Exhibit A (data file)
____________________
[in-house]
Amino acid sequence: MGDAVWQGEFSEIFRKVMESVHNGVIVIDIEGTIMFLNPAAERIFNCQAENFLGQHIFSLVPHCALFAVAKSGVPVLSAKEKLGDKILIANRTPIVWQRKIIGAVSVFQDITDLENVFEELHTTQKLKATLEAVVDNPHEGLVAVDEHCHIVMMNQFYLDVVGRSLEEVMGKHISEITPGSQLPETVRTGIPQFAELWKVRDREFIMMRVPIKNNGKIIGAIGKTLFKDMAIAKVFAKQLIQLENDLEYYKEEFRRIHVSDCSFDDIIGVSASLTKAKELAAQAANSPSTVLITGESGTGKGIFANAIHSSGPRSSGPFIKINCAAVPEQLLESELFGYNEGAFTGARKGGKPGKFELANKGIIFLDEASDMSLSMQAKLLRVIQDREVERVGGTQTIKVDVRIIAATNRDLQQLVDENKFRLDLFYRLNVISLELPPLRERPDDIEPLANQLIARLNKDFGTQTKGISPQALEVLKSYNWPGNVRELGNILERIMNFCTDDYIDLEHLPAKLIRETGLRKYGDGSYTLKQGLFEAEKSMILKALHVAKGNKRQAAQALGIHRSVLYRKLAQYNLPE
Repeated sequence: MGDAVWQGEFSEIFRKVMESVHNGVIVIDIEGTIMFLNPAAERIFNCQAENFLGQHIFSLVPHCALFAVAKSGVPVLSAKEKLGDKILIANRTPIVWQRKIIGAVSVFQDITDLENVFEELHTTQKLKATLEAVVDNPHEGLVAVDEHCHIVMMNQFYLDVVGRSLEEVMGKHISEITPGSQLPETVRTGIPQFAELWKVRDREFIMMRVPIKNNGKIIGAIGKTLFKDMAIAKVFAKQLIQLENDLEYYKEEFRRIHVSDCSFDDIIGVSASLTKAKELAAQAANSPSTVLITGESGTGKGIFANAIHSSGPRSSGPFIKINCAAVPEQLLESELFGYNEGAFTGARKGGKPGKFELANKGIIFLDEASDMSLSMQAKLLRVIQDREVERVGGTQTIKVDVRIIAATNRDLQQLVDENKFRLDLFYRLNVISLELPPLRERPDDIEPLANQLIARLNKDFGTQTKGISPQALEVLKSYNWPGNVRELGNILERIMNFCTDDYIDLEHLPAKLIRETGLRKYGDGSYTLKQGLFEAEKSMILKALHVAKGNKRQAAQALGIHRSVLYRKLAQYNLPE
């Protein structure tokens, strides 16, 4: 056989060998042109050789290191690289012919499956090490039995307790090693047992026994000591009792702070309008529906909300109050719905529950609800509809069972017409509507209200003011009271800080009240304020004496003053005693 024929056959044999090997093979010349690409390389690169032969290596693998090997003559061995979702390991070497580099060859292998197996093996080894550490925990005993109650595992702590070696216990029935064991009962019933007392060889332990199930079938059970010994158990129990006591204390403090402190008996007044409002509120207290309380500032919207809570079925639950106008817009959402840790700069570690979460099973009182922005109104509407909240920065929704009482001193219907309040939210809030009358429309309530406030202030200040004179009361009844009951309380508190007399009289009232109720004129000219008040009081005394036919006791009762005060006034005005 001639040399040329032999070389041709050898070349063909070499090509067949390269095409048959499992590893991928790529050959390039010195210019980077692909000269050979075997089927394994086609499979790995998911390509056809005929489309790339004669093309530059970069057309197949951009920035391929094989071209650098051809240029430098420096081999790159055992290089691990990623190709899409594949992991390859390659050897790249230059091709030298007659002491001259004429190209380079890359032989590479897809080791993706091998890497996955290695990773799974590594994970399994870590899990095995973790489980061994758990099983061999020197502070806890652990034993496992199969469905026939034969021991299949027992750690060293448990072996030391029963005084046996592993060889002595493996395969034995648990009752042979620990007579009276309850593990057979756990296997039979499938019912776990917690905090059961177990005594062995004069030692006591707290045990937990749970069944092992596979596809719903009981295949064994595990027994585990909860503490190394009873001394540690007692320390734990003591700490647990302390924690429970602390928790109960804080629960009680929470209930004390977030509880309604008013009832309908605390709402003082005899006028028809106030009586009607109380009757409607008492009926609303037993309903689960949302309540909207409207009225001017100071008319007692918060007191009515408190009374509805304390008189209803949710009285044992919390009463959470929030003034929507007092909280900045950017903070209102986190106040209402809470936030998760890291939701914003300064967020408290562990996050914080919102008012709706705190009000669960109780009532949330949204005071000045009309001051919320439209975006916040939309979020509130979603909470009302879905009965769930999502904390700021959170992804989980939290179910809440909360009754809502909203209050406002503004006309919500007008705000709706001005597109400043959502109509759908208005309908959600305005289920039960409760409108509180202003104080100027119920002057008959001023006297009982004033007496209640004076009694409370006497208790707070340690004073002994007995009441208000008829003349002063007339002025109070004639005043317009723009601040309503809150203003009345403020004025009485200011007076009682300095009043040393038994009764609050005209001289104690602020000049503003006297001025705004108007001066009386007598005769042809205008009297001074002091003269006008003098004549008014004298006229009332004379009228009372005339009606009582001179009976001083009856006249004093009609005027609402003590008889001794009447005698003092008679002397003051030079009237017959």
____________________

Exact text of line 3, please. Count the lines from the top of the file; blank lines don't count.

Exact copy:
Repeated sequence: MGDAVWQGEFSEIFRKVMESVHNGVIVIDIEGTIMFLNPAAERIFNCQAENFLGQHIFSLVPHCALFAVAKSGVPVLSAKEKLGDKILIANRTPIVWQRKIIGAVSVFQDITDLENVFEELHTTQKLKATLEAVVDNPHEGLVAVDEHCHIVMMNQFYLDVVGRSLEEVMGKHISEITPGSQLPETVRTGIPQFAELWKVRDREFIMMRVPIKNNGKIIGAIGKTLFKDMAIAKVFAKQLIQLENDLEYYKEEFRRIHVSDCSFDDIIGVSASLTKAKELAAQAANSPSTVLITGESGTGKGIFANAIHSSGPRSSGPFIKINCAAVPEQLLESELFGYNEGAFTGARKGGKPGKFELANKGIIFLDEASDMSLSMQAKLLRVIQDREVERVGGTQTIKVDVRIIAATNRDLQQLVDENKFRLDLFYRLNVISLELPPLRERPDDIEPLANQLIARLNKDFGTQTKGISPQALEVLKSYNWPGNVRELGNILERIMNFCTDDYIDLEHLPAKLIRETGLRKYGDGSYTLKQGLFEAEKSMILKALHVAKGNKRQAAQALGIHRSVLYRKLAQYNLPE